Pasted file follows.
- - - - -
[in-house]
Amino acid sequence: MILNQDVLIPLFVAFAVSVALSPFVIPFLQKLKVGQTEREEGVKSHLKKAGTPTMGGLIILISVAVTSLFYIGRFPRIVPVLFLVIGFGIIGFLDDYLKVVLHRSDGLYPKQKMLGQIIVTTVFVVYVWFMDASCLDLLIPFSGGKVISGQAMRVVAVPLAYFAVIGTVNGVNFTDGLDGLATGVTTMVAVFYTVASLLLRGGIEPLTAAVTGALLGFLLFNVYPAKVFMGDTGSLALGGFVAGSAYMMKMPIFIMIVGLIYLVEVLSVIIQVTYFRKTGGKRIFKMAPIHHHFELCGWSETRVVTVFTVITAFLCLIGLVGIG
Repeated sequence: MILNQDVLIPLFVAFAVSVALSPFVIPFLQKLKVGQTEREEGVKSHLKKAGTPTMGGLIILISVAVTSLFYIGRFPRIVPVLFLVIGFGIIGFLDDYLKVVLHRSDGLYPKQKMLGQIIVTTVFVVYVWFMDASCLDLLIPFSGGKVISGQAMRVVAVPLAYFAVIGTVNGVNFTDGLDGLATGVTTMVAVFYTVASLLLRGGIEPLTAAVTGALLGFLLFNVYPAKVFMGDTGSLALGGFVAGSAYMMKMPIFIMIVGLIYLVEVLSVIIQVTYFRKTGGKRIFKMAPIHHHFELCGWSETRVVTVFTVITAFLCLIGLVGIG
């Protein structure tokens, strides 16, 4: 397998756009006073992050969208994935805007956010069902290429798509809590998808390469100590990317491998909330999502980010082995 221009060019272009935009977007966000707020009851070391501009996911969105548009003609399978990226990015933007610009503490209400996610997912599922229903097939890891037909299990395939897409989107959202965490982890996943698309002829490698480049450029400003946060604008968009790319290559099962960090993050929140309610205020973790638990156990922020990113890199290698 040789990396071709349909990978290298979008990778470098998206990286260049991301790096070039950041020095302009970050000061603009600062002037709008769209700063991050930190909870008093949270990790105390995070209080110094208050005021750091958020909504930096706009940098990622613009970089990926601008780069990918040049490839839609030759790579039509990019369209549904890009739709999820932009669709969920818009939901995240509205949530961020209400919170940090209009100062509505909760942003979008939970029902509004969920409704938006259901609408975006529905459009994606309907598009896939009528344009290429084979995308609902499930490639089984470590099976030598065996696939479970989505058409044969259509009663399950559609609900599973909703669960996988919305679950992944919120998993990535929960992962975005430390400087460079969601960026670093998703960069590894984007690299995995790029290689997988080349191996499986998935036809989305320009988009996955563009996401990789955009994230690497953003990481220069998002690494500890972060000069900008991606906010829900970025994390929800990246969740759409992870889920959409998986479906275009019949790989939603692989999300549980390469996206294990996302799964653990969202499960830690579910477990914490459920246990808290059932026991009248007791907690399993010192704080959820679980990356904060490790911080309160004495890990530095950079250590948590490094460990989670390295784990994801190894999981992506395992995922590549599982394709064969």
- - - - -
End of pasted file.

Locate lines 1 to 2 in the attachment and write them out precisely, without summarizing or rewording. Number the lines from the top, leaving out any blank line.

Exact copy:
[in-house]
Amino acid sequence: MILNQDVLIPLFVAFAVSVALSPFVIPFLQKLKVGQTEREEGVKSHLKKAGTPTMGGLIILISVAVTSLFYIGRFPRIVPVLFLVIGFGIIGFLDDYLKVVLHRSDGLYPKQKMLGQIIVTTVFVVYVWFMDASCLDLLIPFSGGKVISGQAMRVVAVPLAYFAVIGTVNGVNFTDGLDGLATGVTTMVAVFYTVASLLLRGGIEPLTAAVTGALLGFLLFNVYPAKVFMGDTGSLALGGFVAGSAYMMKMPIFIMIVGLIYLVEVLSVIIQVTYFRKTGGKRIFKMAPIHHHFELCGWSETRVVTVFTVITAFLCLIGLVGIG